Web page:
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What can be seen as cross-stay expenses for children in 2020?

reading time 2 minutes published on 18 February 2021

When you and your ex-partner separate, the costs of care and upbringing of your children will have to be divided between the two of you. There is a distinction to be made between accommodation/daily expenses and cross-stay expenses for your children. In this blog, I will briefly list these expenses and indicate, using a recent ruling, what has been added to them in 2020.

Accommodation/daily expenses

Accommodation/daily expenses are the costs incurred by the parent during the time the child is staying with him or her. These expenses are incurred by both parents during the time they spend with their children.

If one parent is paying child support to the other parent, the parent that pays the child support is allowed to take into account the accommodation/daily expenses he/she has. This is called care discount (in Dutch: “zorgkorting”) and is connected to the average days a week that the parent has the care for the children.

Accommodation/daily expenses include costs for:

  • Eating;
  • Drinking;
  • Body care;
  • Accommodation (rent/mortgage/utilities etc.);
  • Vacations/excursions.

Cross-stay expenses

The parent with whom the minor has his or her primary residence is generally the parent receiving the child support. This parent is expected to pay the cross-stay expenses from the received child support and his/her own additional contribution to the costs for the children. Cross-stay expenses are the child’s “fixed expenses”, such as sports memberships, school fees, and clothing.

There may be a discussion between the parents as to what should be understood by cross-stay expenses. In such case, a judge can decide whether a certain item should be considered an accommodation/daily expense or a cross-stay expense. This was the case in a recent decision of the District Court of The Hague (27 February 2020, ECLI:NL:RBDHA:2020:1678). The mother was of the opinion that the clothing costs of the minors were discounted in the care discount of the father. The court did not agree and considered that it is up to the mother to pay (all) the costs exceeding residence from the child support she received, including babysitting costs, clothes for the children, presents for children’s parties and costs for the hairdresser.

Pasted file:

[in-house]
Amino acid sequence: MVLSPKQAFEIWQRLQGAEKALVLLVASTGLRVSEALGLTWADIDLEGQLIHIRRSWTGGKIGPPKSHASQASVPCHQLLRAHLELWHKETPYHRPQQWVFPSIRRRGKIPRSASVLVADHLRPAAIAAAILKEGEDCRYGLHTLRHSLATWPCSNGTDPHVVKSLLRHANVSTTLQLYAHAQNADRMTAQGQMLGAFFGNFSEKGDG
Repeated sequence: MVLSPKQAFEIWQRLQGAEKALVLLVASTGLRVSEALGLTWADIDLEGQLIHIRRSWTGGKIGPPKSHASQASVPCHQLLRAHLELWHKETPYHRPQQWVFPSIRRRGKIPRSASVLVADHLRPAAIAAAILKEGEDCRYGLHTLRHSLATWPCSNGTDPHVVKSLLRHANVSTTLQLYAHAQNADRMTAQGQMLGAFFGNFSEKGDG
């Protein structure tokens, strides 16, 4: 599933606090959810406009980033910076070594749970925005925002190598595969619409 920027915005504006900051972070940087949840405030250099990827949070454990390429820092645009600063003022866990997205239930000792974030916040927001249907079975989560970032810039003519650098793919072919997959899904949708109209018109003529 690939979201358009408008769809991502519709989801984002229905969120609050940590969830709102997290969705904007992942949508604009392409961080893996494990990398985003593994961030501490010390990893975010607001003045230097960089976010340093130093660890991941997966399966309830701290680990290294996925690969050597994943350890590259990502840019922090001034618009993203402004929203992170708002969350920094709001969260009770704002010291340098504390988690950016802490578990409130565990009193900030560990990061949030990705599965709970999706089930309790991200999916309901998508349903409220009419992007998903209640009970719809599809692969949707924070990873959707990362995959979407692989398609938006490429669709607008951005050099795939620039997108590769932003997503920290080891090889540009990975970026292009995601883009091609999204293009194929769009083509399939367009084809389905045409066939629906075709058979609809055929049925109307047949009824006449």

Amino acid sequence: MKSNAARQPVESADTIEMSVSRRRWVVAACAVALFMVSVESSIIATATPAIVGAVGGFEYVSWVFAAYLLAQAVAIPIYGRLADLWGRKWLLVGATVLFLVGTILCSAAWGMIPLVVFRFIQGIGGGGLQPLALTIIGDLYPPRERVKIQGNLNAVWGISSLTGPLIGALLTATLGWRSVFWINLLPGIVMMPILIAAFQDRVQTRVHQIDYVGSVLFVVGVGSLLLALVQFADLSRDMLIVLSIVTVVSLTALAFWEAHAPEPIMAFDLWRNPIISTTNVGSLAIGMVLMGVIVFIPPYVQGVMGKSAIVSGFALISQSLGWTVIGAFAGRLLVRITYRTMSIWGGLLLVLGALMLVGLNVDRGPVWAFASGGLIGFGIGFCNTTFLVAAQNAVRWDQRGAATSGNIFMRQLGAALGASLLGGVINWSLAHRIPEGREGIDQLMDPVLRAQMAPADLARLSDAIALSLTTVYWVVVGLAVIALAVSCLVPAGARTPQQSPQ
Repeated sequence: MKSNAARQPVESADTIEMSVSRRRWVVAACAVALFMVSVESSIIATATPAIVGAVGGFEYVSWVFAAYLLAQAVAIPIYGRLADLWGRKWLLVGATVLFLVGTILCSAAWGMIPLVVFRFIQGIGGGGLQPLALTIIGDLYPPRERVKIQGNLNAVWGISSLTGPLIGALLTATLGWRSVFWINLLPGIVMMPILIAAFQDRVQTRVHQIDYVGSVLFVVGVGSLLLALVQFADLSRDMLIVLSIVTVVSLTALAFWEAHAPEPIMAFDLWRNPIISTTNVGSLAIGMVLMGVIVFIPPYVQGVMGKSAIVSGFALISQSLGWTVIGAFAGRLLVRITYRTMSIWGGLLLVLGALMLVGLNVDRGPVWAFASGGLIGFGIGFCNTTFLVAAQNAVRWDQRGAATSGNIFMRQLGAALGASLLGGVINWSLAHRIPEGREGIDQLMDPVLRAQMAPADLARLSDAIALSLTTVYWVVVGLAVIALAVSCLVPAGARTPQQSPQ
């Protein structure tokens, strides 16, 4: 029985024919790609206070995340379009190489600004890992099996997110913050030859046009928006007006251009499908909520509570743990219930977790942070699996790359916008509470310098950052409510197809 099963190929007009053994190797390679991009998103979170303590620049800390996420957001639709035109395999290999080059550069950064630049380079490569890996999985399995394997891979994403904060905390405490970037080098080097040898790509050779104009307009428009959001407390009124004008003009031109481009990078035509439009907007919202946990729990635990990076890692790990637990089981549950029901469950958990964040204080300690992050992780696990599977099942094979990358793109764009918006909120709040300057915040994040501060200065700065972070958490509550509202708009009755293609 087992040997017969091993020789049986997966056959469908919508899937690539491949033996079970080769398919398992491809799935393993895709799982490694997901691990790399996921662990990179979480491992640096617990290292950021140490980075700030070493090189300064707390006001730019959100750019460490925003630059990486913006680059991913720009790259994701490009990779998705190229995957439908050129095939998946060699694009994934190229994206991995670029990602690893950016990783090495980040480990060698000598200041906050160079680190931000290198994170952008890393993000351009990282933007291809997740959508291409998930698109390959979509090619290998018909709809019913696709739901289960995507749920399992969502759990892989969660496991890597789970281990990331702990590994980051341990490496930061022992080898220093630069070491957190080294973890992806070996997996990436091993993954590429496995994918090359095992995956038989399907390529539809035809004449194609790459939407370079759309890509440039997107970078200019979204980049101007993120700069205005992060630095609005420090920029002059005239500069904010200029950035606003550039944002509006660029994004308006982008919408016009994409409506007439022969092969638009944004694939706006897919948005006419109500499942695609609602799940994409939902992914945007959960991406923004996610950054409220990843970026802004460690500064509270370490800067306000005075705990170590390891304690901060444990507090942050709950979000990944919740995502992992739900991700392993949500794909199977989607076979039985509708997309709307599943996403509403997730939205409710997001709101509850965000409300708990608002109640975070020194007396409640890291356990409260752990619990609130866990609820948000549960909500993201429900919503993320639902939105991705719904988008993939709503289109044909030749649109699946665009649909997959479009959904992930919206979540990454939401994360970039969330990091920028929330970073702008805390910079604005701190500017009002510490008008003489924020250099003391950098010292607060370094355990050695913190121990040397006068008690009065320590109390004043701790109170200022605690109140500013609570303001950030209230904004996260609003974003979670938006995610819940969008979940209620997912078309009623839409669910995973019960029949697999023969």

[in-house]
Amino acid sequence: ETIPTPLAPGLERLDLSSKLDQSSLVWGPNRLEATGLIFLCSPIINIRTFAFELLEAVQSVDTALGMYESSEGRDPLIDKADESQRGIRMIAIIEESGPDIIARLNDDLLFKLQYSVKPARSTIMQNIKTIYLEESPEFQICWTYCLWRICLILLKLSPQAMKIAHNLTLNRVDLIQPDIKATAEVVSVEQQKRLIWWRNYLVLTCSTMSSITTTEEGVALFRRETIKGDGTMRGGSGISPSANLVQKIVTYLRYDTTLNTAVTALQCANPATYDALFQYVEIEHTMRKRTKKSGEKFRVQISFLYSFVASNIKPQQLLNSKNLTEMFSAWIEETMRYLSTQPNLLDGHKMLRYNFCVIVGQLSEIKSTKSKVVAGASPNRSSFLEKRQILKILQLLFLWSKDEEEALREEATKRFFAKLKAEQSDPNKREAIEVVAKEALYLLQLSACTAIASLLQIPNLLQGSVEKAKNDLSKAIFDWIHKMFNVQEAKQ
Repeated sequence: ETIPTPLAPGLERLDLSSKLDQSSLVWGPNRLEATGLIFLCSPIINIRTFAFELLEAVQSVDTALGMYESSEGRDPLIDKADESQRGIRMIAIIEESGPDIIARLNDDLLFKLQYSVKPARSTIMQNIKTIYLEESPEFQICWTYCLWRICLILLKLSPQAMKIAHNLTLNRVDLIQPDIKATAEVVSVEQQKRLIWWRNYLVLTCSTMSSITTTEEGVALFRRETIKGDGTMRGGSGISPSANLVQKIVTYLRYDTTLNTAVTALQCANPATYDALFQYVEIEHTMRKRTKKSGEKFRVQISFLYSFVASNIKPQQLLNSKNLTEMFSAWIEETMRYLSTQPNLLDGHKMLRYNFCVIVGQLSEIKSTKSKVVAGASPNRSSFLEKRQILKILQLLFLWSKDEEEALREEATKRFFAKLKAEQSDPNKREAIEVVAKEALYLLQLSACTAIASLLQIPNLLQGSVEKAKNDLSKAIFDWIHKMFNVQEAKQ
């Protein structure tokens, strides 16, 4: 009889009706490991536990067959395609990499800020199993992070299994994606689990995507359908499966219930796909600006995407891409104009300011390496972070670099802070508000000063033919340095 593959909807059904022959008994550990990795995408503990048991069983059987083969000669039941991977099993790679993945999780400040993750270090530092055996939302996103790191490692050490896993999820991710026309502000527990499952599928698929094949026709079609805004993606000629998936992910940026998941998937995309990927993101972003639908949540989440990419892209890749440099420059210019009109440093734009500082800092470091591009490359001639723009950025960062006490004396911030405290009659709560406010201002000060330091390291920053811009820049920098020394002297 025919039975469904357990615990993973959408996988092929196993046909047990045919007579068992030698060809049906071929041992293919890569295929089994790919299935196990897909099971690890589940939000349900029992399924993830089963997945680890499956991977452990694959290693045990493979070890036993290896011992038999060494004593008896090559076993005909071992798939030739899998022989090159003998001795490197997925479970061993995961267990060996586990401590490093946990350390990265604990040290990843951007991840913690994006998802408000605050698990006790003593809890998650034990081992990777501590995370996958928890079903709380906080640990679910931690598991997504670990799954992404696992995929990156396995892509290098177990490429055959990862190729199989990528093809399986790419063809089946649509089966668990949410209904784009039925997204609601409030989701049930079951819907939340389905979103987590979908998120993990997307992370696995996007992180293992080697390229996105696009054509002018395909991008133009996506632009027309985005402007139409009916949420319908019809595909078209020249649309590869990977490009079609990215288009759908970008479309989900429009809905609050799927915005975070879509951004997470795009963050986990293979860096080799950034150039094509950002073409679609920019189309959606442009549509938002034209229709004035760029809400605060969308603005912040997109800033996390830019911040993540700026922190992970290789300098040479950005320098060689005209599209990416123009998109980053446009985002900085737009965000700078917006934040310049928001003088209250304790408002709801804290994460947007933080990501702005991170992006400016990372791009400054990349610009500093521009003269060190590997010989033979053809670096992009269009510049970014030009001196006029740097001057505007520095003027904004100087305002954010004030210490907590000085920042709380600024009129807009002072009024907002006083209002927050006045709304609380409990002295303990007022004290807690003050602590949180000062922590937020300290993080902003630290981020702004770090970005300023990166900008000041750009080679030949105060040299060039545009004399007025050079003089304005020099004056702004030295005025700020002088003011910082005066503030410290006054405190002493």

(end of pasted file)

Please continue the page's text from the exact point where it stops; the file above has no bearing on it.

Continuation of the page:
As of January 1, 2020, the Expert Group on Alimony Standards, a group that makes recommendations in the field of alimony for legal practice in the Netherlands, has added the item “clothing” to the list of cross-stay expenses. As a result, cross-stay expenses now include:

  • School fees;
  • Babysitting costs;
  • Sports subscription;
  • Clothing;
  • Gifts for children’s parties;
  • Hairdresser costs.

Need advice?

Do you have a discussion with your ex-partner about who should pay which costs for the children or do you have a discussion about the amount of child support to be paid? Feel free to contact me to see whether I can be of assistance to you.

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